New American Standard Bible
When you come bring the cloak which I left at Troas with Carpus, and the books, especially the parchments.
King James Bible
The cloke that I left at Troas with Carpus, when thou comest, bring with thee, and the books, but especially the parchments.
Darby Bible Translation
The cloak which I left behind me in Troas at Carpus's, bring when thou comest, and the books, especially the parchments.
World English Bible
Bring the cloak that I left at Troas with Carpus when you come, and the books, especially the parchments.
Young's Literal Translation
the cloak that I left in Troas with Carpus, coming, bring thou and the books -- especially the parchments.
2 Timothy 4:13 Parallel
CommentaryBarnes' Notes on the Bible
The cloak that I left at Troas - On the situation of Troas, see the notes on Acts 16:8. It was not on the most direct route from Ephesus to Rome, but was a route frequently taken. See also the introduction, section 2. In regard to what the "cloak" here mentioned was, there has been considerable difference of opinion. The Greek word used (φελόνης phelonēs, - variously written φαιλόνης phailonēs, φελόνης phelonēs, and φελώνης phelōnēs), occurs nowhere else in the New Testament. It is supposed to be used for a similar Greek word (φαινόλης phainolēs) to denote a cloak, or great-coat, with a hood, used chiefly on journeys, or in the army: Latin, "penula." It is described by Eschenberg (Man. Class. Lit., p. 209) as a "cloak without sleeves, for cold or rainy weather." See the uses of it in the quotations made by Wetstein, in loc.
Others, however, have supposed that the word means a traveling-case for books, etc. So Hesychius understands it. Bloomfield endeavors to unite the two opinions by suggesting that it may mean a "cloak-bag," and that he had left his books and parchments in it. It is impossible to settle the precise meaning of the word here, and it is not material. The common opinion that it was a wrapper or traveling-cloak, is the most probable; and such a garment would not be undesirable for a prisoner. It should be remembered, also, that winter was approaching 2 Timothy 4:21, and such a cloak would be particularly needed. He had probably passed through Troas in summer, and, not needing the cloak, and not choosing to encumber himself with it, had left it at the house of a friend. On the meaning of the word, see Wetstein, Robinson, Lex., and Schleusner, Lexicon. Compare, also, Suic. Thes ii. 1422. The doubt in regard to what is here meant, is as old as Chrysostom. He says (Homily x. on this Epistle), that the word φελόνην phelonēn denotes a garment - τὸ ἱματίον to himation. But some understood by it a capsula, or bag - γλωσσόκομον glōssokomon," (compare the notes on John 12:6), "in which books, etc. were carried."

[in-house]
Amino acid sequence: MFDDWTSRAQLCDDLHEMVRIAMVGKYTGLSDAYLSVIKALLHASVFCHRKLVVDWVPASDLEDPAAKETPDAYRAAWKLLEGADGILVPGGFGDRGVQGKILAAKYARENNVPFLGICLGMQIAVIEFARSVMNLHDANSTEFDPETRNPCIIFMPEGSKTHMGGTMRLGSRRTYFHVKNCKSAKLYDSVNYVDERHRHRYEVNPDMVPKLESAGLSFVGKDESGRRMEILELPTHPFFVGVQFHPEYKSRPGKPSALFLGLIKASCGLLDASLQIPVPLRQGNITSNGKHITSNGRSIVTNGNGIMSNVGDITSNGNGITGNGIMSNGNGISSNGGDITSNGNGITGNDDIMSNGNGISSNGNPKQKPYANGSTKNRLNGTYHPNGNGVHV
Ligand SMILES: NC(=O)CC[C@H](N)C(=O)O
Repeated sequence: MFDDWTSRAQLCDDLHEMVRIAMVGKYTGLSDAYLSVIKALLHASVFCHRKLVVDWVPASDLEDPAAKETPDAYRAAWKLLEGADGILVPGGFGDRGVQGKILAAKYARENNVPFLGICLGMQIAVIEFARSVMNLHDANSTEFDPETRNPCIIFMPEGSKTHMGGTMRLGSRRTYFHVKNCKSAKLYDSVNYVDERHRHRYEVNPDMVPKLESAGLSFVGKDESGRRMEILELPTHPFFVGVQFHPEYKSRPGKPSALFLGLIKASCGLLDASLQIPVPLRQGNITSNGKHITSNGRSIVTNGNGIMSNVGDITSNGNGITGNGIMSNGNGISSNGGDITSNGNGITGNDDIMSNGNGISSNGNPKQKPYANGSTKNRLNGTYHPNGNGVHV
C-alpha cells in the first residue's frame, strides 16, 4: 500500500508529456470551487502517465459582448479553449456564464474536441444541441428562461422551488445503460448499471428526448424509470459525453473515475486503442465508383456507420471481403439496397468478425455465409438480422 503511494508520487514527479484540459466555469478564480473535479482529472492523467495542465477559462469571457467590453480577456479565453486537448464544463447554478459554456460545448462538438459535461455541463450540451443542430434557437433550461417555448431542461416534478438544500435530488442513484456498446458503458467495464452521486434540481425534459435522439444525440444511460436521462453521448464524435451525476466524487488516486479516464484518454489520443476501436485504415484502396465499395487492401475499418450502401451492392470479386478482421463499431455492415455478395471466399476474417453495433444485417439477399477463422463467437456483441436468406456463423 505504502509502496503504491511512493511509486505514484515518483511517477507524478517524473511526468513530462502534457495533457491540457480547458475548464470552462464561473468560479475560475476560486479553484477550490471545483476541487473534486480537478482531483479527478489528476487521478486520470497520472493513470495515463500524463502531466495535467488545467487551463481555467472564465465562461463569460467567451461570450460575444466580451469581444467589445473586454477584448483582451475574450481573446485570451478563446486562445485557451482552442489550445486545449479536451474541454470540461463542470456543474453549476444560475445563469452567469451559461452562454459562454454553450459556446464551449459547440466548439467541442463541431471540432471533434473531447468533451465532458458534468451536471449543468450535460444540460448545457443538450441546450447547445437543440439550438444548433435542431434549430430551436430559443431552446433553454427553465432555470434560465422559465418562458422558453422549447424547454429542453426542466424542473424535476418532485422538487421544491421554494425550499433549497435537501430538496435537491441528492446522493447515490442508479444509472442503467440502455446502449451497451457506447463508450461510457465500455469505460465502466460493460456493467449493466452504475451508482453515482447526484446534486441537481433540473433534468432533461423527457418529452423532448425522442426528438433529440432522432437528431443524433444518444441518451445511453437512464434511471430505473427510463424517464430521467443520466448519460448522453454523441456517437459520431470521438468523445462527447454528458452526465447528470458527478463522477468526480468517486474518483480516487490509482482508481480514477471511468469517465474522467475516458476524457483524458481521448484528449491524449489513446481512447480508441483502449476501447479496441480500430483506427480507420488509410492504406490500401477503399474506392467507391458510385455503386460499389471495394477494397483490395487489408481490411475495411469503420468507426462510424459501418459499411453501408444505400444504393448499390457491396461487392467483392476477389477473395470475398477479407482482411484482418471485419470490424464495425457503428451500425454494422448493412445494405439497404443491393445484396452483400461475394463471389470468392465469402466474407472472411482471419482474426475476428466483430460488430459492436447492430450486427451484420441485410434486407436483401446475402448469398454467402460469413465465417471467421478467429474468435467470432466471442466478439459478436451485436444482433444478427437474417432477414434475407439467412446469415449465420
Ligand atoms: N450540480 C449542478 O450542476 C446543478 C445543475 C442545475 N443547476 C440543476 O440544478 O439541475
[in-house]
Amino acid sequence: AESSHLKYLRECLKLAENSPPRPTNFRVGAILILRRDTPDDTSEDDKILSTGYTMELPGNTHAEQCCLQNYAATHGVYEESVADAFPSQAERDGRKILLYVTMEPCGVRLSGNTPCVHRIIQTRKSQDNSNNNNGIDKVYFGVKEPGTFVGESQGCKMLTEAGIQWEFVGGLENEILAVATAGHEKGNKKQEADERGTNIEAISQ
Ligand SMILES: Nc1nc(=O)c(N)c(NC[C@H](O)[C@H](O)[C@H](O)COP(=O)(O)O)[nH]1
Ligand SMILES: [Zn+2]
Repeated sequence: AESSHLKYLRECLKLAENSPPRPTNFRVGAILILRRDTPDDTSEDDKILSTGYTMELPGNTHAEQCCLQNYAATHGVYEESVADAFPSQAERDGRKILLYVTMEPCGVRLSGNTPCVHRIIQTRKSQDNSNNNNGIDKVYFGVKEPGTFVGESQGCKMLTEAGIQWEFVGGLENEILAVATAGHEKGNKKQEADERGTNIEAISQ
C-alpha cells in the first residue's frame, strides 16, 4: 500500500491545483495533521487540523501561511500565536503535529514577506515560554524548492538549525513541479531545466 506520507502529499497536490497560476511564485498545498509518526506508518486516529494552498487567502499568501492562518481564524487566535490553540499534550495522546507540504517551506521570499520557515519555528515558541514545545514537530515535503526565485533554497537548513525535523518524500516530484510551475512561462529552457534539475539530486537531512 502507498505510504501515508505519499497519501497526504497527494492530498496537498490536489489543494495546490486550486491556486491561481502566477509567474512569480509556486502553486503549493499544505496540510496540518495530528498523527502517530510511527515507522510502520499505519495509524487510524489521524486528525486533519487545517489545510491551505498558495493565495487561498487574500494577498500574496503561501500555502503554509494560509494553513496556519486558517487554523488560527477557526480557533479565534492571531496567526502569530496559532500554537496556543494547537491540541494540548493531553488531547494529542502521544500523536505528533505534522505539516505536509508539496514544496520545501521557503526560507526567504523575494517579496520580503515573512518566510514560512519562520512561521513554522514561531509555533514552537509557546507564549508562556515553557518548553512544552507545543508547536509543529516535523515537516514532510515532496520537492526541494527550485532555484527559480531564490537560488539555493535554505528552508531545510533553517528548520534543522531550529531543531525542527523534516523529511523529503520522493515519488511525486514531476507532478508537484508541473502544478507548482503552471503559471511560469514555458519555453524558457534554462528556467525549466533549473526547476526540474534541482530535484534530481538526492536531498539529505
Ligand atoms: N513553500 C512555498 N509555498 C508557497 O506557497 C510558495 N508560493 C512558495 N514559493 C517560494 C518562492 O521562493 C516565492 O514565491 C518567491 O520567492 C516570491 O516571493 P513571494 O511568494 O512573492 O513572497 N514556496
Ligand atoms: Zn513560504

With Carpus - Carpus is not elsewhere mentioned. He was evidently a friend of the apostle, and it would seem probable that Paul had made his house his home when he was in Troas.
And the books - It is impossible to determine what books are meant here. They may have been portions of the Old Testament, or classic writings, or books written by other Christians, or by himself. It is worthy of remark that even Paul did not travel without books, and that he found them in some way necessary for the work of the ministry.
Especially the parchments - The word here used (μεμβράνας membranas, whence our word "membrane"), occurs only in this place in the New Testament, and means skin, membrane, or parchment. Dressed skins were among the earliest materials for writing, and were in common use before the art of making paper from rags was discovered. These "parchments" seem to have been something different from "books," and probably refer to some of his own writings. They may have contained notes, memorandums, journals, or unfinished letters. It is, of course, impossible now to determine what they were. Benson supposes they were letters which he had received from the churches; Macknight, that they were the originals of the letters which he had written; Dr. Bull, that they were a kind of common-place book, in which he inserted hints and extracts of the most remarkable passages in the authors which he read. All this, however, is mere conjecture.
LibrarySermon for St. Peter's Day
Of brotherly rebuke and admonition, how far it is advisable and seemly or not, and especially how prelates and governors ought to demean themselves toward their subjects. 2 Tim. iv. 2.--"Reprove, rebuke, exhort, with all long-suffering and doctrine." THIS is the lesson which St. Paul gives to his beloved disciple Timothy, whom he set to rule over men, and it equally behoves all pastors of souls and magistrates, to possess these two things,--long-suffering and doctrine. First, it is their office to …
Susannah Winkworth—The History and Life of the Reverend Doctor John Tauler
Paul Before Nero
"If anyone wants to sue you and take your shirt, let him have your coat also.
and passing by Mysia, they came down to Troas.
So putting out to sea from Troas, we ran a straight course to Samothrace, and on the day following to Neapolis;
grieving especially over the word which he had spoken, that they would not see his face again. And they were accompanying him to the ship.
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